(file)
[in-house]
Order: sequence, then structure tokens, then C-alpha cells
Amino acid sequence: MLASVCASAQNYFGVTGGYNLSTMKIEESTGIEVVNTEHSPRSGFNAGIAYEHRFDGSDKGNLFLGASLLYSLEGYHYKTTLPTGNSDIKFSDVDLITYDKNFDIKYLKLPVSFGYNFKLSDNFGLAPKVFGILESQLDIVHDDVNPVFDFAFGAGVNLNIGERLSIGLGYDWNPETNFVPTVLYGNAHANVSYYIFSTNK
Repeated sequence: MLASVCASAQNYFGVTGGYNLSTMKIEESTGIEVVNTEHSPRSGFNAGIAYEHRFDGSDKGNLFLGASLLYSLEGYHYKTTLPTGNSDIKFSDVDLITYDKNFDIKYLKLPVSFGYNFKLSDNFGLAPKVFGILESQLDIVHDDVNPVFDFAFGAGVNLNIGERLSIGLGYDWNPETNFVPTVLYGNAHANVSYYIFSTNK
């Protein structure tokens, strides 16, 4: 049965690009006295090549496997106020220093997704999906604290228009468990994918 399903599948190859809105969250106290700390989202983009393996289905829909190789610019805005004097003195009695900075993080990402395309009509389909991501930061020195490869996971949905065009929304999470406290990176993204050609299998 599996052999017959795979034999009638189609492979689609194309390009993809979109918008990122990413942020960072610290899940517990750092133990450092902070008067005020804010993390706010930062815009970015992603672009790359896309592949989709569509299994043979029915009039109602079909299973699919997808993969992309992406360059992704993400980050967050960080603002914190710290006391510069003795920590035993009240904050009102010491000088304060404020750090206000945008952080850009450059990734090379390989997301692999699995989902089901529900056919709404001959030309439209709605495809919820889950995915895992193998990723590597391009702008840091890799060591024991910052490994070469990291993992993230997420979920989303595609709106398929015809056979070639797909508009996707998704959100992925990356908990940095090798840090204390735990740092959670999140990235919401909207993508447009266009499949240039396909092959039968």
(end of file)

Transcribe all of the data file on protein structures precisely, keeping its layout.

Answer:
[in-house]
Order: sequence, then structure tokens, then C-alpha cells
Amino acid sequence: MLASVCASAQNYFGVTGGYNLSTMKIEESTGIEVVNTEHSPRSGFNAGIAYEHRFDGSDKGNLFLGASLLYSLEGYHYKTTLPTGNSDIKFSDVDLITYDKNFDIKYLKLPVSFGYNFKLSDNFGLAPKVFGILESQLDIVHDDVNPVFDFAFGAGVNLNIGERLSIGLGYDWNPETNFVPTVLYGNAHANVSYYIFSTNK
Repeated sequence: MLASVCASAQNYFGVTGGYNLSTMKIEESTGIEVVNTEHSPRSGFNAGIAYEHRFDGSDKGNLFLGASLLYSLEGYHYKTTLPTGNSDIKFSDVDLITYDKNFDIKYLKLPVSFGYNFKLSDNFGLAPKVFGILESQLDIVHDDVNPVFDFAFGAGVNLNIGERLSIGLGYDWNPETNFVPTVLYGNAHANVSYYIFSTNK
């Protein structure tokens, strides 16, 4: 049965690009006295090549496997106020220093997704999906604290228009468990994918 399903599948190859809105969250106290700390989202983009393996289905829909190789610019805005004097003195009695900075993080990402395309009509389909991501930061020195490869996971949905065009929304999470406290990176993204050609299998 599996052999017959795979034999009638189609492979689609194309390009993809979109918008990122990413942020960072610290899940517990750092133990450092902070008067005020804010993390706010930062815009970015992603672009790359896309592949989709569509299994043979029915009039109602079909299973699919997808993969992309992406360059992704993400980050967050960080603002914190710290006391510069003795920590035993009240904050009102010491000088304060404020750090206000945008952080850009450059990734090379390989997301692999699995989902089901529900056919709404001959030309439209709605495809919820889950995915895992193998990723590597391009702008840091890799060591024991910052490994070469990291993992993230997420979920989303595609709106398929015809056979070639797909508009996707998704959100992925990356908990940095090798840090204390735990740092959670999140990235919401909207993508447009266009499949240039396909092959039968």